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Keurig Dr Pepper to Offer Investors an $11 Billion Soda and Coffee Business

By Motley Fool Staff - Feb 5, 2018 at 4:05PM

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On the surface, the two companies gain some efficiencies ... but not much else.

Keurig's deal to merge with Dr Pepper Snapple (DPS) gives shareholders in the soda and beverage company a one-time payout of $103.75 as well as a 13% stake in the new entity. But JAB Holding Company, the private conglomerate, will own a controlling interest in the new Keurig Dr Pepper.

In this segment from Industry Focus: Consumer Goods, the cast discusses their theories for what drove this deal. They break down the potential synergies created by bringing the two companies together, its financial standing, and management team that will lead the new company.

A full transcript follows the video.

This video was recorded on Jan. 30, 2018.

Vincent Shen: JAB actually paid an 80%, approximately, buyout premium for Keurig. I think that will factor into our discussion later on. But let's look at the deal itself, some of the deal specifics. Keurig and DPS will combine to form Keurig Dr Pepper. And that will remain a publicly traded company.

So if you're a DPS shareholder, you'll get a special cash dividend of $103.75 per share. And once the two companies come together, the ownership structure will have DPS investors claiming about 13% ownership of the combined entity. Mondelez, which held a pretty significant chunk of Keurig as well, will control a similar stake, about 13% to 14%. And the remainder will go to JAB and its other partners. Then, Keurig Dr Pepper will have almost $11 billion of annual revenue, and let's just say a pretty eclectic portfolio of different brands and things going on here.

Dan Kline: I think the way to describe it is, these are complementary products. It's not obvious. You don't look at Dr Pepper and say, "Oh, a Dr Pepper K-Cup, that would be perfect." That doesn't work. And before Keurig Kold failed, you might see some obvious move like, "They could do cold drinks." They're clearly not going to do that any time soon. So really, the "synergy" in the deal comes in how they're able to get these products to market. And if you're already going to the store with your K-Cups, you might as well tack on some Dr Pepper, some 7-Up, some Clamato, whatever else it is, and make your supply lines better. Instead of having to have one truck make 10 stops, maybe that one truck makes one stop now, or two stops.

Shen: Yeah. The synergies that the management team has mentioned in their presentation for this deal, they mentioned $600 million of annual synergies that will be recognized around 2021. But there's also $750 million of one-off costs that will stem from this deal, as well. Ultimately, they mentioned things like integrating warehousing and transportation, saving on scale with suppliers, removing duplicate processes and positions. Nothing we haven't heard before in a deal like this in terms of duplicate processes.

Kline: And it's not all that impressive. You look at this, and a lot of times, a company gets to a bigger scale, and there's huge savings. This is just sort of some added efficiency because, like I said, the trucking routes are going to get easier, you won't need two accountants, one sales rep might be able to sell both to a grocery chain. But these are relatively small efficiencies, and on that basis alone, this deal doesn't make all that much sense.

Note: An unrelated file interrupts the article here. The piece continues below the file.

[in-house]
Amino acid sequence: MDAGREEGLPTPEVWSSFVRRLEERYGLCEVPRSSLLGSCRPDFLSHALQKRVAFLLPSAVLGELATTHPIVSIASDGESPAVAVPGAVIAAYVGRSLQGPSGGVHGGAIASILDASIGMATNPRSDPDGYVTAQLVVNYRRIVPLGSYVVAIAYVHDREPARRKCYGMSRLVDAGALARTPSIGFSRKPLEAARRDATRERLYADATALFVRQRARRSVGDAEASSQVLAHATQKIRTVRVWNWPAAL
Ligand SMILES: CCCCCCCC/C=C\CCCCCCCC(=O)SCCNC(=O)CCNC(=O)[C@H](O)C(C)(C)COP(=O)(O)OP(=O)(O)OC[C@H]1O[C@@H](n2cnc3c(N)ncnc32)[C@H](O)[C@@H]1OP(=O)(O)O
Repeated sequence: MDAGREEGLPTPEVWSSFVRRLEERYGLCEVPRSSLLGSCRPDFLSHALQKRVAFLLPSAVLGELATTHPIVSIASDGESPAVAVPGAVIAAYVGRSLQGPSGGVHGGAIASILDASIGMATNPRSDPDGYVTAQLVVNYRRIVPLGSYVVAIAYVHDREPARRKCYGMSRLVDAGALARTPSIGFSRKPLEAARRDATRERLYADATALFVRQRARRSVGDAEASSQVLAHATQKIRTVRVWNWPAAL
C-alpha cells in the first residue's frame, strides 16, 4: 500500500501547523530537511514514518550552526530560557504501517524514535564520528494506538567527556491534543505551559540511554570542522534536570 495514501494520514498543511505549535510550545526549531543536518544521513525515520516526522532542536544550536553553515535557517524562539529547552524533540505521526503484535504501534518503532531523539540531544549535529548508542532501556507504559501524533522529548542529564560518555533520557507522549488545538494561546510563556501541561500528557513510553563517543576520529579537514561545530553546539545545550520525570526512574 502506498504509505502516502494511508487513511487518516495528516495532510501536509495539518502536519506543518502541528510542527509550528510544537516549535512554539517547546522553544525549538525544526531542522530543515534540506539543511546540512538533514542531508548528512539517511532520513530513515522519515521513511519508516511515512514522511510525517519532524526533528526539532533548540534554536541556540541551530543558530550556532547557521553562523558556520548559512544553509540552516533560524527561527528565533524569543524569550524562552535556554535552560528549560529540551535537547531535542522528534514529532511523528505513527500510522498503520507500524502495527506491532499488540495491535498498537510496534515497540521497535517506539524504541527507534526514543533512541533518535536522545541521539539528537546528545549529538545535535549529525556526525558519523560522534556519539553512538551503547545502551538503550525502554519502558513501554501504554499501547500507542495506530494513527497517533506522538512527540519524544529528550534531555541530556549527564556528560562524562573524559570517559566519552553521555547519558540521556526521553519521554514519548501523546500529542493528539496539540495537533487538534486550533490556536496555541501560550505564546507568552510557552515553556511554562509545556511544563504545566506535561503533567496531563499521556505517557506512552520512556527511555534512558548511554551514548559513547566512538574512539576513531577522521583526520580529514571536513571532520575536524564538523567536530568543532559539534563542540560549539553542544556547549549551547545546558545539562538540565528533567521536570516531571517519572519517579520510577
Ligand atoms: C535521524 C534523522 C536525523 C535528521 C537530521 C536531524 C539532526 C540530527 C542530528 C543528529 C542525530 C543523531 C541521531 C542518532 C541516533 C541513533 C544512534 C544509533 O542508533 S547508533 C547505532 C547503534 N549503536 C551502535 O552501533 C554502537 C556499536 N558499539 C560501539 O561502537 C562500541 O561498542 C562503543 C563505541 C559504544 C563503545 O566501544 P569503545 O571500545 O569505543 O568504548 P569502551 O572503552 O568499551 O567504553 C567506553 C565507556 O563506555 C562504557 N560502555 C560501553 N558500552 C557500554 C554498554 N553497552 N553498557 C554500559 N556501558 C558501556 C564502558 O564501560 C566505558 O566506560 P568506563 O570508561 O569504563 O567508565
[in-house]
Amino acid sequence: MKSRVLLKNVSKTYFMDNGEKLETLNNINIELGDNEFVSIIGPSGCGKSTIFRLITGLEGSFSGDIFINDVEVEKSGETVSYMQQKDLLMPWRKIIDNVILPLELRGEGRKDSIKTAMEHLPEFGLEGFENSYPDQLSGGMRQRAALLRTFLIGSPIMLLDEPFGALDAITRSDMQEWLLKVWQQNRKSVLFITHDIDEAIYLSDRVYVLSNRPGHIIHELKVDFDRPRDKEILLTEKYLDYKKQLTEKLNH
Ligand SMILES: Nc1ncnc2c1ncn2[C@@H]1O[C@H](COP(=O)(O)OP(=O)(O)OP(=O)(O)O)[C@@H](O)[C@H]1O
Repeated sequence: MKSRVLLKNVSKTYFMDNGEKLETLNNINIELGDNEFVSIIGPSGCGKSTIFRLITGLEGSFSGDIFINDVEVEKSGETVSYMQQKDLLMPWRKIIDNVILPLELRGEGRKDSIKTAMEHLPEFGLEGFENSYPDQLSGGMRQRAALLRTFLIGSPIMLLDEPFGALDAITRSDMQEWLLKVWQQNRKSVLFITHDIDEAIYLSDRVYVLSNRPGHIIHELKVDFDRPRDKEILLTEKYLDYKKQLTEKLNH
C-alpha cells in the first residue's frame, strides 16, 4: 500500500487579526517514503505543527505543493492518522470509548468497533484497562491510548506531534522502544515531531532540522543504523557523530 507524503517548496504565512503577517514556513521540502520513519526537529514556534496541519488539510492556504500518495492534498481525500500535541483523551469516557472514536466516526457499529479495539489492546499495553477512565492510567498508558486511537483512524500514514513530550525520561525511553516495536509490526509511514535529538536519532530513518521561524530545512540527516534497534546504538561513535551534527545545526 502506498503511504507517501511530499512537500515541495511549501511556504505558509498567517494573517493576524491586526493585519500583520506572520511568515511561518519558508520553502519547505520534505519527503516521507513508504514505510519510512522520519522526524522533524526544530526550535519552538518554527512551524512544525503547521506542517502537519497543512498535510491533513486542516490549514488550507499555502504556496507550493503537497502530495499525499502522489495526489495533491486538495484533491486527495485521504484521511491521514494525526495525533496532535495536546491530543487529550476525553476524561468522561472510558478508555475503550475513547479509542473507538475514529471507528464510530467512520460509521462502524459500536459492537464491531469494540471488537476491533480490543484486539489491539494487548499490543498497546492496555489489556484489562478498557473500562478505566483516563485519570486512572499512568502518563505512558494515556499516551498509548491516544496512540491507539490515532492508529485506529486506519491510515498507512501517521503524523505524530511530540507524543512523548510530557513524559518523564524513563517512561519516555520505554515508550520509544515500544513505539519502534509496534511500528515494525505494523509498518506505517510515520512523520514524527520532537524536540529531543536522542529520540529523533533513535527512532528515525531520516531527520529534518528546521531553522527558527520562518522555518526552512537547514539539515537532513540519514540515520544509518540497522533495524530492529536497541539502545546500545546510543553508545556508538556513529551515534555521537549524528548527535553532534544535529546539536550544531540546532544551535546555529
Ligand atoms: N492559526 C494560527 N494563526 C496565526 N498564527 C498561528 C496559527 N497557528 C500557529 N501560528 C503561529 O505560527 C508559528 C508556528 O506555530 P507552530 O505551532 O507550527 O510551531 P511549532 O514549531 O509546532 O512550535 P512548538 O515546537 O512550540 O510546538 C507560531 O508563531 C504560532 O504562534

Shen: So look at the numbers, we take that $600 million in annual synergies, they use that in a calculation -- they have pro forma estimates for adjusted net income for the combined entity that's at $1.8 billion, and earnings per share of $1.27. Those bottom line figures, again, include the synergies, which won't be recognized until 2021, so it's not exactly the most accurate pro forma estimate. But it'll also include the potential impact of new tax rates.

With all that in mind, if we take their pro forma $1.27 in earnings per share and apply the trailing price to earnings multiple that Dr Pepper Snapple was trading at prior to the deal announcement, that was around 21x, then Keurig Dr Pepper share will come in at around $27 per share. And the company will also pay $0.60 a year in dividends. That lets them start with about a 2.2% yield. Just to give you a little bit of idea in terms of the numbers behind the deal.

Moving on from some of the strict financials, I'd like to step back and look a little bit at the management team and operations for the new Keurig Dr Pepper as well. The two companies will continue to operate out of their current locations for the time being.

Kline: Which has been sort of a JAB calling card. It does seem like they often replace the CEO ...

Shen: And other leadership, yeah.

Kline: ... though, even when they do that, like with Panera, Ron Shaich stepped upstairs. The CEO of Dr Pepper is joining the board. They're very light-touch about how they do this, and I think that's strategic. They don't want to change, call it, upper middle management, or everything but the top layers, because they don't want to see employees leave. There's obviously going to be some cuts, that's how those synergy savings happen. But JAB has been very smart, and they take a hands-off approach. And in this case, I don't think you're going to see huge groups of leadership, the vice president level people, leaving. They're just going to work for a new company now.

Shen: So leading the combined entity, from Burlington, Mass., will be Keurig CEO Bob Gamgort and Keurig CFO Ozan Dokmecioglu. Larry Young, as you mentioned, who's the president and CEO of Dr Pepper Snapple, will join the board of directors. The deal is expected to close this summer. That about does it for the core details behind players involved, the deal itself, the structure of the deal itself.

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